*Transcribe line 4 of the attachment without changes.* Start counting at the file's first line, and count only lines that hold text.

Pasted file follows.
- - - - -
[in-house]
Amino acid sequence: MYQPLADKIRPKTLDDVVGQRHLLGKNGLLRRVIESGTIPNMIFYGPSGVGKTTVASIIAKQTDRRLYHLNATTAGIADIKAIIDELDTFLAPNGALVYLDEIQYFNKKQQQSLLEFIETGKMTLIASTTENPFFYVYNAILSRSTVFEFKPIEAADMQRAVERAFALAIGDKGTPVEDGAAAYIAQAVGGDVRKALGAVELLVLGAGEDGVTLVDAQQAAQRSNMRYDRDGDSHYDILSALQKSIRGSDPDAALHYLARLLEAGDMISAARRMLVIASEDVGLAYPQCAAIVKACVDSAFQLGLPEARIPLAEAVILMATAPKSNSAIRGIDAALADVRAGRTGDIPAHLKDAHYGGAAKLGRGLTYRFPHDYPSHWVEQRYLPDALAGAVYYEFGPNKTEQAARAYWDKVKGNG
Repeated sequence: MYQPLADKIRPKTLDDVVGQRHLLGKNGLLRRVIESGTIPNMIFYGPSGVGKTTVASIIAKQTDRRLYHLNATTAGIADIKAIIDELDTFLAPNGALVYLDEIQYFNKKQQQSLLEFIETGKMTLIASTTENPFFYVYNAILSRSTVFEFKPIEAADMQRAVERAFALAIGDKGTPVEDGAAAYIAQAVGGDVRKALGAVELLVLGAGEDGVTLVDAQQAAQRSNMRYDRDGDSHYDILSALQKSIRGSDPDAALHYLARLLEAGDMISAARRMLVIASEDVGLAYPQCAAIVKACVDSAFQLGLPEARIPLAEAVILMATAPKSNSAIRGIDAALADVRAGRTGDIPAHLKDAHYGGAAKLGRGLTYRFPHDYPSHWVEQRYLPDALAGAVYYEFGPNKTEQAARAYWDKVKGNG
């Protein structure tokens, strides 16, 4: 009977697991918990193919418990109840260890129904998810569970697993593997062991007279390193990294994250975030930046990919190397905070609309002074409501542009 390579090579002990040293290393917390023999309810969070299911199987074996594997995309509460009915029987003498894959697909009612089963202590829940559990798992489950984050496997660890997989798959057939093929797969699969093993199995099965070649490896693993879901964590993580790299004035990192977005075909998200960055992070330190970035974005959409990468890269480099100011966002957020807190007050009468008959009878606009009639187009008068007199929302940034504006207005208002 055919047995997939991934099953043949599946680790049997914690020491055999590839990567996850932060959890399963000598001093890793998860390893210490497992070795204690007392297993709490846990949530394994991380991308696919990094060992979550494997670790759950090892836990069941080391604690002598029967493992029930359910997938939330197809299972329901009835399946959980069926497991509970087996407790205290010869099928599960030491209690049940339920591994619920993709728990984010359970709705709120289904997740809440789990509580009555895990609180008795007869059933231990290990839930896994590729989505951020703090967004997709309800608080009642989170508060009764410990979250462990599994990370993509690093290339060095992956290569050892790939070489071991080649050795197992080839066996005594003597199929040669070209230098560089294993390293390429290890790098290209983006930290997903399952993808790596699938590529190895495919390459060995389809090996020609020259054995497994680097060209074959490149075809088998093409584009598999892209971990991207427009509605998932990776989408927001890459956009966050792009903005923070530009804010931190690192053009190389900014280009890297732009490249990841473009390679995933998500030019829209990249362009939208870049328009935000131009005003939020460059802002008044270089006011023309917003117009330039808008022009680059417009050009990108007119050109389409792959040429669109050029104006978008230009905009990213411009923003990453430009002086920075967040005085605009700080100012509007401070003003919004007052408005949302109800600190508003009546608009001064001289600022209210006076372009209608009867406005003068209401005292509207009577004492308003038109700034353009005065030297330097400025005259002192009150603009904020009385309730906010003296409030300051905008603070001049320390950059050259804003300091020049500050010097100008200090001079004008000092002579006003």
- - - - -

């Protein structure tokens, strides 16, 4: 009977697991918990193919418990109840260890129904998810569970697993593997062991007279390193990294994250975030930046990919190397905070609309002074409501542009 390579090579002990040293290393917390023999309810969070299911199987074996594997995309509460009915029987003498894959697909009612089963202590829940559990798992489950984050496997660890997989798959057939093929797969699969093993199995099965070649490896693993879901964590993580790299004035990192977005075909998200960055992070330190970035974005959409990468890269480099100011966002957020807190007050009468008959009878606009009639187009008068007199929302940034504006207005208002 055919047995997939991934099953043949599946680790049997914690020491055999590839990567996850932060959890399963000598001093890793998860390893210490497992070795204690007392297993709490846990949530394994991380991308696919990094060992979550494997670790759950090892836990069941080391604690002598029967493992029930359910997938939330197809299972329901009835399946959980069926497991509970087996407790205290010869099928599960030491209690049940339920591994619920993709728990984010359970709705709120289904997740809440789990509580009555895990609180008795007869059933231990290990839930896994590729989505951020703090967004997709309800608080009642989170508060009764410990979250462990599994990370993509690093290339060095992956290569050892790939070489071991080649050795197992080839066996005594003597199929040669070209230098560089294993390293390429290890790098290209983006930290997903399952993808790596699938590529190895495919390459060995389809090996020609020259054995497994680097060209074959490149075809088998093409584009598999892209971990991207427009509605998932990776989408927001890459956009966050792009903005923070530009804010931190690192053009190389900014280009890297732009490249990841473009390679995933998500030019829209990249362009939208870049328009935000131009005003939020460059802002008044270089006011023309917003117009330039808008022009680059417009050009990108007119050109389409792959040429669109050029104006978008230009905009990213411009923003990453430009002086920075967040005085605009700080100012509007401070003003919004007052408005949302109800600190508003009546608009001064001289600022209210006076372009209608009867406005003068209401005292509207009577004492308003038109700034353009005065030297330097400025005259002192009150603009904020009385309730906010003296409030300051905008603070001049320390950059050259804003300091020049500050010097100008200090001079004008000092002579006003």